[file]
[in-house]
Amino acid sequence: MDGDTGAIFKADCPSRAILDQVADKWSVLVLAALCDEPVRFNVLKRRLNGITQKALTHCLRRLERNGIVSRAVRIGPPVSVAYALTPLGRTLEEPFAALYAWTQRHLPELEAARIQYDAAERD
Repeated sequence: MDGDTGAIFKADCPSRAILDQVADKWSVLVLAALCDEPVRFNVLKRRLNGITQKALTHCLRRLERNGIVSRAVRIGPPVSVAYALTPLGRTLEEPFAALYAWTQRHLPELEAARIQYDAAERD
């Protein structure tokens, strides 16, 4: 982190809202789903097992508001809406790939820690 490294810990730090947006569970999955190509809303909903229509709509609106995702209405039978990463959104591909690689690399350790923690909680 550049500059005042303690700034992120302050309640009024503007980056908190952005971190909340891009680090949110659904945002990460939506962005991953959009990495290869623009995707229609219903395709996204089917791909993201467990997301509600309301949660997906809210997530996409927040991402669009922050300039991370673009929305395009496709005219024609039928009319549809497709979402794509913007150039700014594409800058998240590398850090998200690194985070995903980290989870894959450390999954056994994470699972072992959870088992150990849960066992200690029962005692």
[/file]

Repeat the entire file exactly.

[in-house]
Amino acid sequence: MDGDTGAIFKADCPSRAILDQVADKWSVLVLAALCDEPVRFNVLKRRLNGITQKALTHCLRRLERNGIVSRAVRIGPPVSVAYALTPLGRTLEEPFAALYAWTQRHLPELEAARIQYDAAERD
Repeated sequence: MDGDTGAIFKADCPSRAILDQVADKWSVLVLAALCDEPVRFNVLKRRLNGITQKALTHCLRRLERNGIVSRAVRIGPPVSVAYALTPLGRTLEEPFAALYAWTQRHLPELEAARIQYDAAERD
């Protein structure tokens, strides 16, 4: 982190809202789903097992508001809406790939820690 490294810990730090947006569970999955190509809303909903229509709509609106995702209405039978990463959104591909690689690399350790923690909680 550049500059005042303690700034992120302050309640009024503007980056908190952005971190909340891009680090949110659904945002990460939506962005991953959009990495290869623009995707229609219903395709996204089917791909993201467990997301509600309301949660997906809210997530996409927040991402669009922050300039991370673009929305395009496709005219024609039928009319549809497709979402794509913007150039700014594409800058998240590398850090998200690194985070995903980290989870894959450390999954056994994470699972072992959870088992150990849960066992200690029962005692």